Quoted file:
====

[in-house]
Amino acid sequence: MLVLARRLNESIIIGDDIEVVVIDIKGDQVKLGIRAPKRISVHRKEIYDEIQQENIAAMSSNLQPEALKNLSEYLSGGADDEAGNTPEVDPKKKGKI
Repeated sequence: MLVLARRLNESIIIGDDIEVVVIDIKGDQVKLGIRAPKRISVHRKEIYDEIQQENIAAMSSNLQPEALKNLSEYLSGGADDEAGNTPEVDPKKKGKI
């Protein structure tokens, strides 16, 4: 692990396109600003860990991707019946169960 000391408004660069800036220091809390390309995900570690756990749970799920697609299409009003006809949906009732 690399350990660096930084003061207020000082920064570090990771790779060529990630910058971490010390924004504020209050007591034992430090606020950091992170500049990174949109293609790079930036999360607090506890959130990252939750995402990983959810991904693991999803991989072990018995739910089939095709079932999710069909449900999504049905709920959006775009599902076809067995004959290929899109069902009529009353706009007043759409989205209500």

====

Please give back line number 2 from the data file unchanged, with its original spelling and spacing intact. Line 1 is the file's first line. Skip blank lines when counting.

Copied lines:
Amino acid sequence: MLVLARRLNESIIIGDDIEVVVIDIKGDQVKLGIRAPKRISVHRKEIYDEIQQENIAAMSSNLQPEALKNLSEYLSGGADDEAGNTPEVDPKKKGKI